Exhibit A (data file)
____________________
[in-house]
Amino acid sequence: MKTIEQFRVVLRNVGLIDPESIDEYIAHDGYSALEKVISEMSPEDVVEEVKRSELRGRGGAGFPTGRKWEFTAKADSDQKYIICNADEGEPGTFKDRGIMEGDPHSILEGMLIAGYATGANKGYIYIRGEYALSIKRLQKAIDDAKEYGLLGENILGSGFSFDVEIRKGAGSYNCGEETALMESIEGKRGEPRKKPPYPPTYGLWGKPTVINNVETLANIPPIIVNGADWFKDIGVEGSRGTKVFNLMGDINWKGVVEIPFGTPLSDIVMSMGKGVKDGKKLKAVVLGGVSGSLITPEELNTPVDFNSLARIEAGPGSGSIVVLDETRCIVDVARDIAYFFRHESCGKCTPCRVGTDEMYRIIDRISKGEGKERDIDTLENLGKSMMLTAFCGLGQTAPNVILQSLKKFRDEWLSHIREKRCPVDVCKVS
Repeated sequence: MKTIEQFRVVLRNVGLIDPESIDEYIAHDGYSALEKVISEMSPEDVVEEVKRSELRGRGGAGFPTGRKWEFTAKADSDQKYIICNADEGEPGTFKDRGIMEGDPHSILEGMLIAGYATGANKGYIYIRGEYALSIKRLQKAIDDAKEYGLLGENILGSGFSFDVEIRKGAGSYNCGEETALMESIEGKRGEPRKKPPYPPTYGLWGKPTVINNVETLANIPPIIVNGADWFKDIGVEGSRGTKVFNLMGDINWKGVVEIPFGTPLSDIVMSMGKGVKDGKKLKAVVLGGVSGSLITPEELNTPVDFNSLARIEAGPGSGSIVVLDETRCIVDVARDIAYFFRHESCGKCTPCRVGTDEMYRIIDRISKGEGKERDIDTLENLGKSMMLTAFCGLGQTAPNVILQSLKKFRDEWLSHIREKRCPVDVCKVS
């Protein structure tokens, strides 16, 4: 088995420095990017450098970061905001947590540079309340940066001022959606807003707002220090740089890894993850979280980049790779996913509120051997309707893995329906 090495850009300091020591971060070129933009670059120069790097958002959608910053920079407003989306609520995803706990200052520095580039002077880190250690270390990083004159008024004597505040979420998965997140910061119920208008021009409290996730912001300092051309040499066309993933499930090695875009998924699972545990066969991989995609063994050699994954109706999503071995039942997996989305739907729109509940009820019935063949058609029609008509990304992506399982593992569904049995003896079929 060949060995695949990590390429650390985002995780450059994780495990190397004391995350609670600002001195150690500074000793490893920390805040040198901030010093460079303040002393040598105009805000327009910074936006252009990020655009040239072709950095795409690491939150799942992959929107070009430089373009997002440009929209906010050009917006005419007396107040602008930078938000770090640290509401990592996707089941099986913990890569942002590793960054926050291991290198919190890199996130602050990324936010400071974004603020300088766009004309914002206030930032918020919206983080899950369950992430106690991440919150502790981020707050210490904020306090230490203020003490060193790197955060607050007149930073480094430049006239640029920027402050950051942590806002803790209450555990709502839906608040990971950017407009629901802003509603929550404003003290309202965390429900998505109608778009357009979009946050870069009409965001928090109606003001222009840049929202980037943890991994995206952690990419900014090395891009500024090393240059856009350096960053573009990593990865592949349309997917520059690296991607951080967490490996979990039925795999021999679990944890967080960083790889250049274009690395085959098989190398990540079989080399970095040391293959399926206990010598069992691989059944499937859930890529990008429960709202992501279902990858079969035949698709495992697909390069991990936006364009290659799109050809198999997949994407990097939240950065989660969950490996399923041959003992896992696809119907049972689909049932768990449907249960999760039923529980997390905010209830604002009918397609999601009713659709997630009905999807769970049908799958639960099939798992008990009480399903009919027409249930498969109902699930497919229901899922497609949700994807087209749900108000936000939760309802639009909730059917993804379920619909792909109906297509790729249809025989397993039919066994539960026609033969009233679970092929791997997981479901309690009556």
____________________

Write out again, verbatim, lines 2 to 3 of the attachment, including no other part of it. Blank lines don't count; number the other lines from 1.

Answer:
Amino acid sequence: MKTIEQFRVVLRNVGLIDPESIDEYIAHDGYSALEKVISEMSPEDVVEEVKRSELRGRGGAGFPTGRKWEFTAKADSDQKYIICNADEGEPGTFKDRGIMEGDPHSILEGMLIAGYATGANKGYIYIRGEYALSIKRLQKAIDDAKEYGLLGENILGSGFSFDVEIRKGAGSYNCGEETALMESIEGKRGEPRKKPPYPPTYGLWGKPTVINNVETLANIPPIIVNGADWFKDIGVEGSRGTKVFNLMGDINWKGVVEIPFGTPLSDIVMSMGKGVKDGKKLKAVVLGGVSGSLITPEELNTPVDFNSLARIEAGPGSGSIVVLDETRCIVDVARDIAYFFRHESCGKCTPCRVGTDEMYRIIDRISKGEGKERDIDTLENLGKSMMLTAFCGLGQTAPNVILQSLKKFRDEWLSHIREKRCPVDVCKVS
Repeated sequence: MKTIEQFRVVLRNVGLIDPESIDEYIAHDGYSALEKVISEMSPEDVVEEVKRSELRGRGGAGFPTGRKWEFTAKADSDQKYIICNADEGEPGTFKDRGIMEGDPHSILEGMLIAGYATGANKGYIYIRGEYALSIKRLQKAIDDAKEYGLLGENILGSGFSFDVEIRKGAGSYNCGEETALMESIEGKRGEPRKKPPYPPTYGLWGKPTVINNVETLANIPPIIVNGADWFKDIGVEGSRGTKVFNLMGDINWKGVVEIPFGTPLSDIVMSMGKGVKDGKKLKAVVLGGVSGSLITPEELNTPVDFNSLARIEAGPGSGSIVVLDETRCIVDVARDIAYFFRHESCGKCTPCRVGTDEMYRIIDRISKGEGKERDIDTLENLGKSMMLTAFCGLGQTAPNVILQSLKKFRDEWLSHIREKRCPVDVCKVS